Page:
The Belarus national final is just around the corner, with 10 acts battling it out on February 16 for the golden ticket to Lisbon.
Drama aside (and there’s been plenty of that), the Wiwi Jury — our in-house panel of music unprofessionals — has journeyed to Minsk to both feed on some wholesome machanka and draniki, and check out the acts competing in Eurofest 2018. First up is Adagio with “Ty i ya” (You and me). It’s only one of two songs performed in Belorussian, but did we feel the connection? Read on to find out!
Adagio – “Ty i ya”
“Ty i ya” reviews
Luis: Oh what a trainwreck. There’s room for a dramatic lyric song performed by a group of men at Eurovision, as Il Volo proved, but Il Volo and other acts like Klapa z Mora had something: harmonies. In here, we find three guys singing quite harmonically and then a fourth, the one with the high-pitched notes, that takes it too far. His vocal ability becomes irritating and it totally ruins the song. The last thing anybody wants in a group is a person trying to overshadow his mates.
Natalie: This is some fierce Belorussian opera goodness. There haven’t been passion and strength in harmonies like this for a while, possibly even since Il Volo. And let’s be honest, the Belorussian language received a great reception last year, so this has serious potential on the big stage. It’s obviously not a world-breaking operatic track, but it’s got heaps going for it and I’d love to see it do well.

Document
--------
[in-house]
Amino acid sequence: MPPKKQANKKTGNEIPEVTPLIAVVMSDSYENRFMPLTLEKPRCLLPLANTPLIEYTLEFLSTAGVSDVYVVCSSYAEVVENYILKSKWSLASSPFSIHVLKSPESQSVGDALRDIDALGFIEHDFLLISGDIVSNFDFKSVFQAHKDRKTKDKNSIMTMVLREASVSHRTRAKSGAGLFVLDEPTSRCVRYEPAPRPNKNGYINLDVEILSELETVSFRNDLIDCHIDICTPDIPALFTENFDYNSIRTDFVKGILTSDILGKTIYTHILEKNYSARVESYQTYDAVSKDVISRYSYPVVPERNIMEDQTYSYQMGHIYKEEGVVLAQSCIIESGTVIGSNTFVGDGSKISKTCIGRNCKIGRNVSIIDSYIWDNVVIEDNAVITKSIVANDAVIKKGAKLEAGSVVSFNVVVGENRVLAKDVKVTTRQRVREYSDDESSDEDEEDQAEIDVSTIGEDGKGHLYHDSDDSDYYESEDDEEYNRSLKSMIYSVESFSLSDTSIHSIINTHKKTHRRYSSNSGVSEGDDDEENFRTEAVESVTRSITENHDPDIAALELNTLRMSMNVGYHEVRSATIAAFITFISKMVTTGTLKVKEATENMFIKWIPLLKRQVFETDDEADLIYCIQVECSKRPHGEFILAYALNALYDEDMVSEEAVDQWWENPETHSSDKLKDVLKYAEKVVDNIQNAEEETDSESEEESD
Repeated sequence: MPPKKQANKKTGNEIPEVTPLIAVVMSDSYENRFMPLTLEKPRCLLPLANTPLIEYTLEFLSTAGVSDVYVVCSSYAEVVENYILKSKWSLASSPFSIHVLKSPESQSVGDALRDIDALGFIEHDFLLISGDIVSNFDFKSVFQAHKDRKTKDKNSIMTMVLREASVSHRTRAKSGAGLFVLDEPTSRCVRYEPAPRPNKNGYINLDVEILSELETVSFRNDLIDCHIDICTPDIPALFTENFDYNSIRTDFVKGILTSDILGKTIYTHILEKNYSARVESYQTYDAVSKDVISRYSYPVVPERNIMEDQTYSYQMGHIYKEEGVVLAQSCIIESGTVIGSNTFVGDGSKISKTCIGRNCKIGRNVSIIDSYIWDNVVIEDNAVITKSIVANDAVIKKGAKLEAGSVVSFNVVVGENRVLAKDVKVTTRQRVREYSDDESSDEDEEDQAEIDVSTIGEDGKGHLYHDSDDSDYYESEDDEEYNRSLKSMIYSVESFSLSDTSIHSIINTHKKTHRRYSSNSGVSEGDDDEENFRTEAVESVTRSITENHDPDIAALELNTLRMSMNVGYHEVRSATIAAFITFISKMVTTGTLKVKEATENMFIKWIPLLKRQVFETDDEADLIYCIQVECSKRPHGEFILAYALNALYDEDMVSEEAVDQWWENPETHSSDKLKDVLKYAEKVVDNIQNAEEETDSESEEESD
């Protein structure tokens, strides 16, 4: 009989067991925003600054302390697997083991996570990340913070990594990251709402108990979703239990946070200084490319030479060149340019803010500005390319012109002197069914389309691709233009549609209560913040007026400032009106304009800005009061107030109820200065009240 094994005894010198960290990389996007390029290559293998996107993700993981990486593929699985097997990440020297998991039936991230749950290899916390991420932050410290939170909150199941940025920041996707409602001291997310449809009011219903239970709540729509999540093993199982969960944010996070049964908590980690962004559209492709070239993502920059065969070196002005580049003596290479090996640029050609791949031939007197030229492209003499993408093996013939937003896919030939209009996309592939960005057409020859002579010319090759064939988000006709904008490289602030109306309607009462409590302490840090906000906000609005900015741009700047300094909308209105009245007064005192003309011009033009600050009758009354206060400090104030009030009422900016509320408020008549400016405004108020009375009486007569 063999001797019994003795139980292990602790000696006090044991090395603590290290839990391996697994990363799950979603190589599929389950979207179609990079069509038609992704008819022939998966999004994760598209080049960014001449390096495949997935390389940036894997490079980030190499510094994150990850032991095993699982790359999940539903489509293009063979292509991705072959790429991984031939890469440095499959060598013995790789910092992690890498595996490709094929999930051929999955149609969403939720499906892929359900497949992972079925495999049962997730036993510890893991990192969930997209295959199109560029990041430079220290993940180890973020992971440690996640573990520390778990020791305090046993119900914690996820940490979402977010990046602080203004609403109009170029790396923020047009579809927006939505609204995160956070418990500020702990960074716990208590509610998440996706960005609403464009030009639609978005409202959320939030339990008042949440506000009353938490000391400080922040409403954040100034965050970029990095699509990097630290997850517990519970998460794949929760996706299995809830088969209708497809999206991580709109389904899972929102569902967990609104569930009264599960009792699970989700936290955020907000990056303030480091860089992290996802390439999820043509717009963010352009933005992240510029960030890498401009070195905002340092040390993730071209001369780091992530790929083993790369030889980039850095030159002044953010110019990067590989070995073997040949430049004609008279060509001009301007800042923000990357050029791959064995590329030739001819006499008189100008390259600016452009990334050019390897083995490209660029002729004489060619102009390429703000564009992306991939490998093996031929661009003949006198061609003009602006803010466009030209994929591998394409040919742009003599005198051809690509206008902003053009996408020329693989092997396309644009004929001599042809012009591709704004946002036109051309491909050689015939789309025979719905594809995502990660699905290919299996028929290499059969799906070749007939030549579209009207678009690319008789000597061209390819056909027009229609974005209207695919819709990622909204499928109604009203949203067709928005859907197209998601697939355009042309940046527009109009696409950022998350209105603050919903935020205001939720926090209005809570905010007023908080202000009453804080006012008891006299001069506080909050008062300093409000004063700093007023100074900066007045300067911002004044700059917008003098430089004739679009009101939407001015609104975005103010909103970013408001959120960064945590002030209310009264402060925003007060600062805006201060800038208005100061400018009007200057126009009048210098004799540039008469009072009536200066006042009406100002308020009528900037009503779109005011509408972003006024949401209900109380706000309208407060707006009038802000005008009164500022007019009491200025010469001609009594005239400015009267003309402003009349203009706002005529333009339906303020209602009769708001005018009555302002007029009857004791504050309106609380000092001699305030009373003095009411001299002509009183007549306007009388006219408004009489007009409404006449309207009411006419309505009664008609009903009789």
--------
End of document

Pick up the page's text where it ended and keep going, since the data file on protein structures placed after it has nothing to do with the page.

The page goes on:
Robyn: Adagio remind me of Croatia’s 2013 act, the male sextet Klapa s Mora with “Mižerja”. They didn’t do so well in Malmö and I’m not convinced that Adagio would do any better with their more upbeat song. But even still, I really like “Ty i ya”. There’s something about the way their voices build and deliver the powerful vocals. At the very least, it will be a treat to see this in the national final.
Antranig: I am going to echo Robyn’s thoughts — the first thing that came to my mind was also “Mižerja”. The only compliment I can give Adagio is that their entry is not quite as miserable. You can’t argue with the fact that they have great vocals but beyond that, there’s very little to like about this entry. It adds variety to the national final but it doesn’t add quality.
Sebastian: While the vocal abilities differ between members of this quartet, there’s no doubt of that one stand out voice in “Ty i ya”, with a long-held note to rival Romania’s Paula Seling. The best thing about this quartet is that they know this, and they let him shine. Because of this, harmonies are perfectly in sync and symbiotic. Not of mainstream appeal, but a very deserving candidate of EuroFest 2018.
In our Eurofest Wiwi Jury, we have 11 jurors who made it to Minsk, but only room for 5 reviews. The rest of our scores can be found below:
Before calculating the average score, the highest and lowest scores are dropped. This is to remove outliers and reduce potential bias. We have removed a low of 2 and a high of 8.5.